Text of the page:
Glendale Unified improved its overall score to 851 for the 2010-11 school year on the Academic Performance Index, the all-important statewide measure of student achievement, according to data released Wednesday.
The district score improved nine points from the year before, putting it comfortably above the benchmark score of 800 set by the state.
Mountain Avenue Elementary School once again topped the list of high-performing Glendale schools, earning a score of 949, according to 2010-11 data released by the California Department of Education.
Rounding out the top three were Monte Vista and Verdugo Woodlands elementary schools with scores of 939 and 932, respectively. The highest performing secondary schools were Rosemont Middle School, which scored 930, and Clark Magnet High School, with a score of 909.
“Being able to start with that sense of celebration is a boost in itself,” Mountain Avenue Principal Rebeca Witt said. “It can just spur you to do more than what you are doing.”
Scores on the Academic Performance Index, known as API, range from a low of 200 to a high of 1,000, and are based on how well students do on state standardized tests. They are a cornerstone of the accountability system for California public schools, and are generally considered an indication of the academic effectiveness of a school site.
They can also be a source of pride or despair — high scores are posted on school marquees and advertised in PTA fliers, while low scores can trigger hand-wringing and parent meetings.
Statewide, 55% of elementary schools, 43% of middle schools and 28% of high schools met the state API target of 800, according to the California Department of Education. San Marino and La Cañada school districts again ranked as No. 1 and 2, respectively, in the state.
Within Glendale Unified, six of 20 elementary schools broke the 900 mark, and 19 scored at least 800. Franklin Elementary School, in Southwest Glendale, was the exception — its API score tumbled 68 points to 777.
Five of the district’s eight secondary schools also topped 800. Roosevelt Middle School earned a score of 793, and Glendale and Hoover high schools notched scores of 768 and 776, respectively.
John Muir Elementary School in Southeast Glendale recorded the biggest improvement — its score jumped 27 points to 824.
“Overall, we are obviously very pleased with our continued growth as a district,” Glendale Unified Supt. Dick Sheehan said. “It is a tribute to the hard work of our teachers on a daily basis, [and] our principals providing the quality leadership that they do.”
Sheehan described the API scores as a “snapshot in time,” adding that they are just one of many tools used to monitor student progress throughout the academic year.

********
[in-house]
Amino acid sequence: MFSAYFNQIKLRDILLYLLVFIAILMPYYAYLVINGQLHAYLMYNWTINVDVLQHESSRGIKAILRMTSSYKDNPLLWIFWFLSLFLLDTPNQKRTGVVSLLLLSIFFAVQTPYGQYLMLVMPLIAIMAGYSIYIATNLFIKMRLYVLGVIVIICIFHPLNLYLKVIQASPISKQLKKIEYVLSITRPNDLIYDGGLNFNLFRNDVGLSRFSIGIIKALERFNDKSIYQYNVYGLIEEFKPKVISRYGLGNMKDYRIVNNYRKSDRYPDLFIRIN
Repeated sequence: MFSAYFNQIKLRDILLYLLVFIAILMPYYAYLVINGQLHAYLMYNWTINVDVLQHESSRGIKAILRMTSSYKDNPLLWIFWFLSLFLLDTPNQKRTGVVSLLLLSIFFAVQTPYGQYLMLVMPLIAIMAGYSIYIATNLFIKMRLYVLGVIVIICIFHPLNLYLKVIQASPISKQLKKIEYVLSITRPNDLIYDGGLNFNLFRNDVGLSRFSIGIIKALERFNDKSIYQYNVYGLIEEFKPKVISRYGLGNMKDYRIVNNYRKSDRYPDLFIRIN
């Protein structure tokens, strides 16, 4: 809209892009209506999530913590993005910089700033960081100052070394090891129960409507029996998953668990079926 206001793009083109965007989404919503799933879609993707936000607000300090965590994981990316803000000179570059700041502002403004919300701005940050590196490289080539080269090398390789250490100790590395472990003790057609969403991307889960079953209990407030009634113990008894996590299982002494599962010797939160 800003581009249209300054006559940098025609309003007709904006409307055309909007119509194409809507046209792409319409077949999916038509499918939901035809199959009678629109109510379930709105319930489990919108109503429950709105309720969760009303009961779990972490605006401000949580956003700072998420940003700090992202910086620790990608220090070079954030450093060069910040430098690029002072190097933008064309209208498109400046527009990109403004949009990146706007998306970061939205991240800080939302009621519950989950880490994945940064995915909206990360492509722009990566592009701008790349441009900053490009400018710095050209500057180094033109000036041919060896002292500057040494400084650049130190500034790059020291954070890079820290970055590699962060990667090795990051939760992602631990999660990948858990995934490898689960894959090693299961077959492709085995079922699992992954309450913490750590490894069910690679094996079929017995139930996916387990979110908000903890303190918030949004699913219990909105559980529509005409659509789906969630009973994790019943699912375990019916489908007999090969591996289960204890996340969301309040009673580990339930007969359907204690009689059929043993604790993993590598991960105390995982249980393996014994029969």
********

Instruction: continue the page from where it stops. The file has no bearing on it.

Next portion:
“What is more important to us is probably the trend data,” Sheehan said. “We want to see an upward trend over a five-year [period]. Statistically speaking, when schools have gone up dramatically, sometimes, unfortunately, there is a settling down effect; sometimes schools do back up a little bit.”
There were seven that were not able to keep pace with rigid — and much criticized — federal benchmarks. Franklin, Columbus, Mann, Marshall, Muir and Edison elementary schools, and Wilson Middle School, have been newly identified for “program improvement,” a designation born out of the No Child Left Behind Act. It is applied to a school if any one subgroup of students fails to hit federally established target scores in two consecutive years.
The seven newly designated program improvement schools joined four others — Toll and Roosevelt middle schools and Glendale and Hoover high schools — that are already in the category.
But the label must be considered within a certain context, officials said, adding that hitting ambitious federal growth targets is unrealistic. Roosevelt Middle School has seen its API score grow year over year, and has made significant strides with Latino students, but is now in its third year of program improvement because the gains weren’t big enough, said Principal Lynn Marso.
“We made significant growth last year in the subgroups that we were identified in,” Marso said. “This year we continue to show growth. But with the [adequate yearly progress] target going up again this year, as it does each year, we will continue in that status.”
The real value of the API scores is the opportunity it provides for improvement, educators said. Principals and their teachers use the data to pinpoint areas of instruction that need extra attention, and district administrators can then back them up with additional resources.
“We really try to use the information diagnostically, so we are strengthening out the program and also meeting the needs of our kids,” Monte Vista Principal Susan Hoge said.
More than anything, educators said, they try and keep the scores in perspective.
“It is not college admission, it is just one piece,” Hoge said. “[Testing] is part of the routine that kids need to know.”